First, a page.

by Dick Clapp
The publication of my article on mortality among IBM workers was the culmination of a two and a half year process. I obtained the data, which included information on the deaths of nearly 32,000 former workers who had died between 1969 and 2001, when I served as an expert witness in a lawsuit brought against IBM on behalf of employees who had developed cancer after working at the company’s San Jose facility. I found that among the workers, the death rates from several cancers—including cancers of some digestive organs, kidneys, brain and central nervous system, melanoma of the skin, and non-Hodgknin’s lymphoma —were particularly high when compared to the national averages.
IBM won the San Jose jury trial and then settled the lawsuits with the remaining plaintiffs, but I still thought that it was important to publish the study to make others aware of the occupational health risks in these manufacturing activities. IBM’s lawyers derided my work (one said it gave “junk science a bad name”) and asserted that I couldn’t publish the results because the data was confidential under a court order. I had to undergo a lengthy process in order to publish this study, but I am convinced that it was worth it now that I see that it has helped bring greater attention to the occupational health risks related to computer chip manufacturing.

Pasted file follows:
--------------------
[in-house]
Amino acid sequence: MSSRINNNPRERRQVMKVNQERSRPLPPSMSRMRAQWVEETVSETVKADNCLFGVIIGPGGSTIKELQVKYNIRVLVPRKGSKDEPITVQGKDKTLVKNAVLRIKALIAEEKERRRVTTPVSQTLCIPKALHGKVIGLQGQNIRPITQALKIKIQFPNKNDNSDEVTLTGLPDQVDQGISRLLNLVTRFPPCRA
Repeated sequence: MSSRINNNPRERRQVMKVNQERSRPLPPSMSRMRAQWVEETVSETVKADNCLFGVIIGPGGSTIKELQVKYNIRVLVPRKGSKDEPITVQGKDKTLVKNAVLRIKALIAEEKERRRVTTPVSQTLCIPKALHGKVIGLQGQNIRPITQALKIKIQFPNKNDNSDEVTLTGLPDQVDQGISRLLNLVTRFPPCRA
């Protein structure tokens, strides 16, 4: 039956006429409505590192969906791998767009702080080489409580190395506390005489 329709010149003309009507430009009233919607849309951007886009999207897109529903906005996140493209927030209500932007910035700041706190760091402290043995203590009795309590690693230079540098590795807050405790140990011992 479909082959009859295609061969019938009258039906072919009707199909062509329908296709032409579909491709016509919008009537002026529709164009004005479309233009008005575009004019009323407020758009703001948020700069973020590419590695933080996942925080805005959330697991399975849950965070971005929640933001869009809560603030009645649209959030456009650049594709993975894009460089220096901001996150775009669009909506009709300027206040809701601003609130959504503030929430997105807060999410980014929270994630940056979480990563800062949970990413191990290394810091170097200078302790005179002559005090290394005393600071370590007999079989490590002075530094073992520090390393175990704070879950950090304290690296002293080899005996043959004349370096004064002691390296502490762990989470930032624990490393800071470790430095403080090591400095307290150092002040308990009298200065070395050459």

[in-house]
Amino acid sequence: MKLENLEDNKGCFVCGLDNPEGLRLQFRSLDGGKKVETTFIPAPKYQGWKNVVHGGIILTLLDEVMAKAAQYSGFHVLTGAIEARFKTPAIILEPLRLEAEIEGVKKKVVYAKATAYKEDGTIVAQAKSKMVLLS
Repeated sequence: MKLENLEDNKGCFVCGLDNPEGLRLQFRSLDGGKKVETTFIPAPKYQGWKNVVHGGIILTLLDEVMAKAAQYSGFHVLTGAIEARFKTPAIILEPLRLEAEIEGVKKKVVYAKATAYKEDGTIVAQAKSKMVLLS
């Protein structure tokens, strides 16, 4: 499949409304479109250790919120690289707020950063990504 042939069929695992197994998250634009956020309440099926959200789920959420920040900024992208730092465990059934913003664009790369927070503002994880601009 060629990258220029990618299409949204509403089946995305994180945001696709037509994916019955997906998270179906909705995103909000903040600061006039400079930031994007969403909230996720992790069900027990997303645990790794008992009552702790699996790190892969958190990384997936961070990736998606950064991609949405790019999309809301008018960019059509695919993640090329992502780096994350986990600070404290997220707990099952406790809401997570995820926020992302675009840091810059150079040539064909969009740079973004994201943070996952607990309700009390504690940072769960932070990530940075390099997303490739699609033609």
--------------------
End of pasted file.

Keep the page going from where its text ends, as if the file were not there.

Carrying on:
My first attempt to get a manuscript published was thwarted by the publisher of Clinics in Occupational and Environmental Medicine, which claimed that the article would not be considered because it was original data and they only published review articles. This led to a boycott by other authors and widespread publicity about interference with academic freedom, suspected meddling by IBM lawyers, and similar stories.